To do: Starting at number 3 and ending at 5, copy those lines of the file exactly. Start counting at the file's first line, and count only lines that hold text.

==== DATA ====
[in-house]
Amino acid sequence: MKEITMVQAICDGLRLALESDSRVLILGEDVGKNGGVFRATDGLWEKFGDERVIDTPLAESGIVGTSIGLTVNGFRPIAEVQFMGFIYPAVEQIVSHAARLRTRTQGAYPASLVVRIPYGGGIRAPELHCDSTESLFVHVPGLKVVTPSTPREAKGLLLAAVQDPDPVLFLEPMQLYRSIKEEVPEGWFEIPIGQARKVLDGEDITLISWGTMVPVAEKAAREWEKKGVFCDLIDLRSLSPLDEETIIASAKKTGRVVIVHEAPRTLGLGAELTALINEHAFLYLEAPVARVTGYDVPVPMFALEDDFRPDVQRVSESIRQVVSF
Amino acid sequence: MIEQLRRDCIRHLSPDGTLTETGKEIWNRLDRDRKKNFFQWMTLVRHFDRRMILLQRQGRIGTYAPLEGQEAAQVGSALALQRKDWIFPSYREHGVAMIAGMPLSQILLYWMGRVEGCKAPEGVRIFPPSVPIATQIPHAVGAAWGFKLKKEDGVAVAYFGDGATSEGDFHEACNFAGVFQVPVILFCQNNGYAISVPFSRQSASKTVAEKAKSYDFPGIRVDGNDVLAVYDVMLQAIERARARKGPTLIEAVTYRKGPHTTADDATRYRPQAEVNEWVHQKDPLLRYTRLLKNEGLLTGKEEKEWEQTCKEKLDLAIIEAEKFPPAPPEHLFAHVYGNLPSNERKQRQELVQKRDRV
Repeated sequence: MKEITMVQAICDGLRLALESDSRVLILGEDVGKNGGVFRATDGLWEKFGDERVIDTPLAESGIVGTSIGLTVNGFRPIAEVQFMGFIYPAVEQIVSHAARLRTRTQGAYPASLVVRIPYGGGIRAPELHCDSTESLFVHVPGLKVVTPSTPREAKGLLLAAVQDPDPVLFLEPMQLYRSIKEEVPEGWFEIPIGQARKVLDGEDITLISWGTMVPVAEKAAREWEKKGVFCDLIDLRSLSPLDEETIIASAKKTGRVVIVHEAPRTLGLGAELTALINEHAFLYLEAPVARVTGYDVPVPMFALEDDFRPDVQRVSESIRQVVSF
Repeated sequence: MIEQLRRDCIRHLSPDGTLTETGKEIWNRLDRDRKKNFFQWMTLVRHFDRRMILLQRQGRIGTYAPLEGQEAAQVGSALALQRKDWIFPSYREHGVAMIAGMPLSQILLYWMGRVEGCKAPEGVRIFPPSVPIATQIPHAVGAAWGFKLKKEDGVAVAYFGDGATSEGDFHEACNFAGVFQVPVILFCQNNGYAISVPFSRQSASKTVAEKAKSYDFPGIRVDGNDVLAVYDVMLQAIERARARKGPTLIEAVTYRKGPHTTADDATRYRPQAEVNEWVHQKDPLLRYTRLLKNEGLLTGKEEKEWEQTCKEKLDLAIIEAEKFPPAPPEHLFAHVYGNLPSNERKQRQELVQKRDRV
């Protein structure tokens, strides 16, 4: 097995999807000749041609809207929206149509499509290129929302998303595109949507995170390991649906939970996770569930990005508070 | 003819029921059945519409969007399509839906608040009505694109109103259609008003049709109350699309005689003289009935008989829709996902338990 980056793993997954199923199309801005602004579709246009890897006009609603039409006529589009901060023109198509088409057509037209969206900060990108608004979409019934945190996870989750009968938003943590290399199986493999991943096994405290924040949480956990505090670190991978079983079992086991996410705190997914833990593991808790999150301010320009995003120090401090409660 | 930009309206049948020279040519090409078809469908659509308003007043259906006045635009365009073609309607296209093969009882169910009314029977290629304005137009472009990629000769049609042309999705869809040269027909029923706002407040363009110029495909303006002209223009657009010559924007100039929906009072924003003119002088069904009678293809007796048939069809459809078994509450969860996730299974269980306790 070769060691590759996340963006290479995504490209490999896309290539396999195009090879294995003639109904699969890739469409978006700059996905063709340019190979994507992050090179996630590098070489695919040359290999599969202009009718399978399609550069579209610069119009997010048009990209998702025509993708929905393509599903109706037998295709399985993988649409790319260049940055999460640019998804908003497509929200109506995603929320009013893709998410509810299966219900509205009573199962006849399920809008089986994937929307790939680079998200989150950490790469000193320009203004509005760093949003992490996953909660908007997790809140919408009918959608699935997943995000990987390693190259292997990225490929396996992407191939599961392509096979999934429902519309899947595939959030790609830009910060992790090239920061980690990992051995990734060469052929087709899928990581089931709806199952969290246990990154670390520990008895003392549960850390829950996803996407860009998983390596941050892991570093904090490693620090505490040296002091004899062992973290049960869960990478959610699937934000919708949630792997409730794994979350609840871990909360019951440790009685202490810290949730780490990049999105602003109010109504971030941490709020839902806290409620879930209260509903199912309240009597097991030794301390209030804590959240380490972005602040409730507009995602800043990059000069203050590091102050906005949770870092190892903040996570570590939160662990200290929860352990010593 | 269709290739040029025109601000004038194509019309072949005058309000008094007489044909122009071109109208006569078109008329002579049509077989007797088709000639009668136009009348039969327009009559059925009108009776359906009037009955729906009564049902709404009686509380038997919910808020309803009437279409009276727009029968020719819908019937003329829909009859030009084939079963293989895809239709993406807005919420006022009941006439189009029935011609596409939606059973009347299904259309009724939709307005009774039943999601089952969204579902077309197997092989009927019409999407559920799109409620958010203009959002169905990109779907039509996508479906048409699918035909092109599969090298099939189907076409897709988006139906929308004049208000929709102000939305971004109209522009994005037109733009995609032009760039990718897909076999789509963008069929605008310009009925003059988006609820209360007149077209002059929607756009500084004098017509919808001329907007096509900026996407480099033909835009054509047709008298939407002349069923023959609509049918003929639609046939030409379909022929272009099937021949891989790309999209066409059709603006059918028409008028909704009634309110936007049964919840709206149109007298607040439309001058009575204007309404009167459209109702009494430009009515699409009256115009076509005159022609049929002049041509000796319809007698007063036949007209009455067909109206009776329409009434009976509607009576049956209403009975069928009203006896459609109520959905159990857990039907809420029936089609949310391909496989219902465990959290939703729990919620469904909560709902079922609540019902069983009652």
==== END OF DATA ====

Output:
Amino acid sequence: MIEQLRRDCIRHLSPDGTLTETGKEIWNRLDRDRKKNFFQWMTLVRHFDRRMILLQRQGRIGTYAPLEGQEAAQVGSALALQRKDWIFPSYREHGVAMIAGMPLSQILLYWMGRVEGCKAPEGVRIFPPSVPIATQIPHAVGAAWGFKLKKEDGVAVAYFGDGATSEGDFHEACNFAGVFQVPVILFCQNNGYAISVPFSRQSASKTVAEKAKSYDFPGIRVDGNDVLAVYDVMLQAIERARARKGPTLIEAVTYRKGPHTTADDATRYRPQAEVNEWVHQKDPLLRYTRLLKNEGLLTGKEEKEWEQTCKEKLDLAIIEAEKFPPAPPEHLFAHVYGNLPSNERKQRQELVQKRDRV
Repeated sequence: MKEITMVQAICDGLRLALESDSRVLILGEDVGKNGGVFRATDGLWEKFGDERVIDTPLAESGIVGTSIGLTVNGFRPIAEVQFMGFIYPAVEQIVSHAARLRTRTQGAYPASLVVRIPYGGGIRAPELHCDSTESLFVHVPGLKVVTPSTPREAKGLLLAAVQDPDPVLFLEPMQLYRSIKEEVPEGWFEIPIGQARKVLDGEDITLISWGTMVPVAEKAAREWEKKGVFCDLIDLRSLSPLDEETIIASAKKTGRVVIVHEAPRTLGLGAELTALINEHAFLYLEAPVARVTGYDVPVPMFALEDDFRPDVQRVSESIRQVVSF
Repeated sequence: MIEQLRRDCIRHLSPDGTLTETGKEIWNRLDRDRKKNFFQWMTLVRHFDRRMILLQRQGRIGTYAPLEGQEAAQVGSALALQRKDWIFPSYREHGVAMIAGMPLSQILLYWMGRVEGCKAPEGVRIFPPSVPIATQIPHAVGAAWGFKLKKEDGVAVAYFGDGATSEGDFHEACNFAGVFQVPVILFCQNNGYAISVPFSRQSASKTVAEKAKSYDFPGIRVDGNDVLAVYDVMLQAIERARARKGPTLIEAVTYRKGPHTTADDATRYRPQAEVNEWVHQKDPLLRYTRLLKNEGLLTGKEEKEWEQTCKEKLDLAIIEAEKFPPAPPEHLFAHVYGNLPSNERKQRQELVQKRDRV